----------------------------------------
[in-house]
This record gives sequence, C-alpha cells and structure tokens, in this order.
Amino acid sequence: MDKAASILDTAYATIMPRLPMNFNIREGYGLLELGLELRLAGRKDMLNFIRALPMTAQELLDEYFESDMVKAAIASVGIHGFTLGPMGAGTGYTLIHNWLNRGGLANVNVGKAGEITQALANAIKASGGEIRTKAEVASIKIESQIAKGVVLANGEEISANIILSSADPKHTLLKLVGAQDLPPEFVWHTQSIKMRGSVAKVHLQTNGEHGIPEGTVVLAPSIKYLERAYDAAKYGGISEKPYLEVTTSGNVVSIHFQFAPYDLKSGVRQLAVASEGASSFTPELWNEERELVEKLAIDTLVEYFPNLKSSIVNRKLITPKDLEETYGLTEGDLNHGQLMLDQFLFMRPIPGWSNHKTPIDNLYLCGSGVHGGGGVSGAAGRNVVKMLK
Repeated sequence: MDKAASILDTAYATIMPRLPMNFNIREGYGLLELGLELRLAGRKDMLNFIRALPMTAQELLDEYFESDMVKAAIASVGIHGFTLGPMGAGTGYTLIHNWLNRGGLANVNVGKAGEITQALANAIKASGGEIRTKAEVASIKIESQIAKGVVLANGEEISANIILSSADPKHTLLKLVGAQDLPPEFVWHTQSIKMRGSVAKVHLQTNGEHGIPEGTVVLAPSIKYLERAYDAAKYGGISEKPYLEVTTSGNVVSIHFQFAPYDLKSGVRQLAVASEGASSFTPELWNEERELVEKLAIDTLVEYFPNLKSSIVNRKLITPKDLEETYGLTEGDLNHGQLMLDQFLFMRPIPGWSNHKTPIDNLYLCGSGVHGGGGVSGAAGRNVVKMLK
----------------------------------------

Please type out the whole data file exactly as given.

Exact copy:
[in-house]
This record gives sequence, C-alpha cells and structure tokens, in this order.
Amino acid sequence: MDKAASILDTAYATIMPRLPMNFNIREGYGLLELGLELRLAGRKDMLNFIRALPMTAQELLDEYFESDMVKAAIASVGIHGFTLGPMGAGTGYTLIHNWLNRGGLANVNVGKAGEITQALANAIKASGGEIRTKAEVASIKIESQIAKGVVLANGEEISANIILSSADPKHTLLKLVGAQDLPPEFVWHTQSIKMRGSVAKVHLQTNGEHGIPEGTVVLAPSIKYLERAYDAAKYGGISEKPYLEVTTSGNVVSIHFQFAPYDLKSGVRQLAVASEGASSFTPELWNEERELVEKLAIDTLVEYFPNLKSSIVNRKLITPKDLEETYGLTEGDLNHGQLMLDQFLFMRPIPGWSNHKTPIDNLYLCGSGVHGGGGVSGAAGRNVVKMLK
Repeated sequence: MDKAASILDTAYATIMPRLPMNFNIREGYGLLELGLELRLAGRKDMLNFIRALPMTAQELLDEYFESDMVKAAIASVGIHGFTLGPMGAGTGYTLIHNWLNRGGLANVNVGKAGEITQALANAIKASGGEIRTKAEVASIKIESQIAKGVVLANGEEISANIILSSADPKHTLLKLVGAQDLPPEFVWHTQSIKMRGSVAKVHLQTNGEHGIPEGTVVLAPSIKYLERAYDAAKYGGISEKPYLEVTTSGNVVSIHFQFAPYDLKSGVRQLAVASEGASSFTPELWNEERELVEKLAIDTLVEYFPNLKSSIVNRKLITPKDLEETYGLTEGDLNHGQLMLDQFLFMRPIPGWSNHKTPIDNLYLCGSGVHGGGGVSGAAGRNVVKMLK